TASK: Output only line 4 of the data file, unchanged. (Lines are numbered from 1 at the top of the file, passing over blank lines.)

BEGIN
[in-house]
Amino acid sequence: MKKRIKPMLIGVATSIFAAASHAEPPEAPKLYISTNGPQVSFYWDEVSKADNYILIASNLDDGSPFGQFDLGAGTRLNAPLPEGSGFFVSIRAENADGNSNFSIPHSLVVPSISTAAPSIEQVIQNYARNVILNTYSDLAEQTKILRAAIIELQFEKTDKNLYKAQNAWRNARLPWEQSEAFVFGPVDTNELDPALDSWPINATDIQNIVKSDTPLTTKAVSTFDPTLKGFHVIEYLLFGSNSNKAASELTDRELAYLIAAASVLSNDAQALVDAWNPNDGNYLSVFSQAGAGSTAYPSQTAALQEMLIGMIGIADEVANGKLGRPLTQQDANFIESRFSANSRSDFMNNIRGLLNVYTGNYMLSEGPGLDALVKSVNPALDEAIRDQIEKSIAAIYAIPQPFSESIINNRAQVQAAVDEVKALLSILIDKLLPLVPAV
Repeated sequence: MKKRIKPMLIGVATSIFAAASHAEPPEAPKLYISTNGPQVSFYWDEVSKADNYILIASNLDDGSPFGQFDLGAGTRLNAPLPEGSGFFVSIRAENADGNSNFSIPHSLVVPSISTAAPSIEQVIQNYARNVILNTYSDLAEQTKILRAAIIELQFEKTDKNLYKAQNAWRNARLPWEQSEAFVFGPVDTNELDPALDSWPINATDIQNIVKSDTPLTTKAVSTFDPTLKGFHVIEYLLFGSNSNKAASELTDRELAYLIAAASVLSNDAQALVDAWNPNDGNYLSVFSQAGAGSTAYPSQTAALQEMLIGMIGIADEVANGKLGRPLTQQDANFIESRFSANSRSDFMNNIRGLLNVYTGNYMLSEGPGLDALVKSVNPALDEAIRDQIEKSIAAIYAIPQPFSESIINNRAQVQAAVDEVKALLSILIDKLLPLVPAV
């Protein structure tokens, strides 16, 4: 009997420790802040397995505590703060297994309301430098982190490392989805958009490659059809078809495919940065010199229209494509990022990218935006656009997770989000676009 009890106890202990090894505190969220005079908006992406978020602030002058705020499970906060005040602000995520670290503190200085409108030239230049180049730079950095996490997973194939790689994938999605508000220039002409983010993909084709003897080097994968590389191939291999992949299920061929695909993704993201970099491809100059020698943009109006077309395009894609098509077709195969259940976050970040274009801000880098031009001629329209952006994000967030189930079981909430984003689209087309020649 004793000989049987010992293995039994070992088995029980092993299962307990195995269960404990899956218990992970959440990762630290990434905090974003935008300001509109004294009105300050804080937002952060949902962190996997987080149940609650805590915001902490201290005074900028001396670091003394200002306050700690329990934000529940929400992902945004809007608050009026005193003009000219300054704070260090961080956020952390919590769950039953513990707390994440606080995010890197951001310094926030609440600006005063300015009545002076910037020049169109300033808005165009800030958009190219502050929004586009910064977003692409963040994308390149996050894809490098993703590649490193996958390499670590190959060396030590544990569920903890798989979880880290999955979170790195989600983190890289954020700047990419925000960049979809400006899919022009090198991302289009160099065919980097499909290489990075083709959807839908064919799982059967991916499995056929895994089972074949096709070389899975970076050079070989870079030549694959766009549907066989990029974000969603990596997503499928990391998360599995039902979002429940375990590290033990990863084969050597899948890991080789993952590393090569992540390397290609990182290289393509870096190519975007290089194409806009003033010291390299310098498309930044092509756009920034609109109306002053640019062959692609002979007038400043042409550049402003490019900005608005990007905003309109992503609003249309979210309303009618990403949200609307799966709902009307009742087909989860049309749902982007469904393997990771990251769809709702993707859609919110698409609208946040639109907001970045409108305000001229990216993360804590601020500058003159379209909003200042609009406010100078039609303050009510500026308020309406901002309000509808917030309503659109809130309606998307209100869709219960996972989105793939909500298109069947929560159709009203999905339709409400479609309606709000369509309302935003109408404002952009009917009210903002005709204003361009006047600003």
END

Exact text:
């Protein structure tokens, strides 16, 4: 009997420790802040397995505590703060297994309301430098982190490392989805958009490659059809078809495919940065010199229209494509990022990218935006656009997770989000676009 009890106890202990090894505190969220005079908006992406978020602030002058705020499970906060005040602000995520670290503190200085409108030239230049180049730079950095996490997973194939790689994938999605508000220039002409983010993909084709003897080097994968590389191939291999992949299920061929695909993704993201970099491809100059020698943009109006077309395009894609098509077709195969259940976050970040274009801000880098031009001629329209952006994000967030189930079981909430984003689209087309020649 004793000989049987010992293995039994070992088995029980092993299962307990195995269960404990899956218990992970959440990762630290990434905090974003935008300001509109004294009105300050804080937002952060949902962190996997987080149940609650805590915001902490201290005074900028001396670091003394200002306050700690329990934000529940929400992902945004809007608050009026005193003009000219300054704070260090961080956020952390919590769950039953513990707390994440606080995010890197951001310094926030609440600006005063300015009545002076910037020049169109300033808005165009800030958009190219502050929004586009910064977003692409963040994308390149996050894809490098993703590649490193996958390499670590190959060396030590544990569920903890798989979880880290999955979170790195989600983190890289954020700047990419925000960049979809400006899919022009090198991302289009160099065919980097499909290489990075083709959807839908064919799982059967991916499995056929895994089972074949096709070389899975970076050079070989870079030549694959766009549907066989990029974000969603990596997503499928990391998360599995039902979002429940375990590290033990990863084969050597899948890991080789993952590393090569992540390397290609990182290289393509870096190519975007290089194409806009003033010291390299310098498309930044092509756009920034609109109306002053640019062959692609002979007038400043042409550049402003490019900005608005990007905003309109992503609003249309979210309303009618990403949200609307799966709902009307009742087909989860049309749902982007469904393997990771990251769809709702993707859609919110698409609208946040639109907001970045409108305000001229990216993360804590601020500058003159379209909003200042609009406010100078039609303050009510500026308020309406901002309000509808917030309503659109809130309606998307209100869709219960996972989105793939909500298109069947929560159709009203999905339709409400479609309606709000369509309302935003109408404002952009009917009210903002005709204003361009006047600003």